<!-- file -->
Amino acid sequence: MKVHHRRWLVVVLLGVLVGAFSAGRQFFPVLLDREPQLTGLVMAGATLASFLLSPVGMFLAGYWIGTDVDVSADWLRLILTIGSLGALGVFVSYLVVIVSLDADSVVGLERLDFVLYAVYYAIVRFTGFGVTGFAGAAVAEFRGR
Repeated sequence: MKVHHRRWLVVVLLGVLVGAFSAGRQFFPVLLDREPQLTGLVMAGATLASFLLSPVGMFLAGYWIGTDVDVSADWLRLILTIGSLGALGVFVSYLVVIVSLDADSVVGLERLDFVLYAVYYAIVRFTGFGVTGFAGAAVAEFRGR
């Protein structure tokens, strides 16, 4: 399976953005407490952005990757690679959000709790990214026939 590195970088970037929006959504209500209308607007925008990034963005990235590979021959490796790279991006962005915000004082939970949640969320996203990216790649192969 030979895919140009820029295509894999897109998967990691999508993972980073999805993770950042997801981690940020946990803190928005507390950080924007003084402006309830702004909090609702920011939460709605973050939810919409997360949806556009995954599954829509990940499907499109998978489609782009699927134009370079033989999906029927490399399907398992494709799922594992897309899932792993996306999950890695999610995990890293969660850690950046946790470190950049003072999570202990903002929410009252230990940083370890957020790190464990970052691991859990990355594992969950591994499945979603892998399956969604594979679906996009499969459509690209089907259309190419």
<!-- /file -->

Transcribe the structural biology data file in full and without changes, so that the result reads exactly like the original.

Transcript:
Amino acid sequence: MKVHHRRWLVVVLLGVLVGAFSAGRQFFPVLLDREPQLTGLVMAGATLASFLLSPVGMFLAGYWIGTDVDVSADWLRLILTIGSLGALGVFVSYLVVIVSLDADSVVGLERLDFVLYAVYYAIVRFTGFGVTGFAGAAVAEFRGR
Repeated sequence: MKVHHRRWLVVVLLGVLVGAFSAGRQFFPVLLDREPQLTGLVMAGATLASFLLSPVGMFLAGYWIGTDVDVSADWLRLILTIGSLGALGVFVSYLVVIVSLDADSVVGLERLDFVLYAVYYAIVRFTGFGVTGFAGAAVAEFRGR
């Protein structure tokens, strides 16, 4: 399976953005407490952005990757690679959000709790990214026939 590195970088970037929006959504209500209308607007925008990034963005990235590979021959490796790279991006962005915000004082939970949640969320996203990216790649192969 030979895919140009820029295509894999897109998967990691999508993972980073999805993770950042997801981690940020946990803190928005507390950080924007003084402006309830702004909090609702920011939460709605973050939810919409997360949806556009995954599954829509990940499907499109998978489609782009699927134009370079033989999906029927490399399907398992494709799922594992897309899932792993996306999950890695999610995990890293969660850690950046946790470190950049003072999570202990903002929410009252230990940083370890957020790190464990970052691991859990990355594992969950591994499945979603892998399956969604594979679906996009499969459509690209089907259309190419």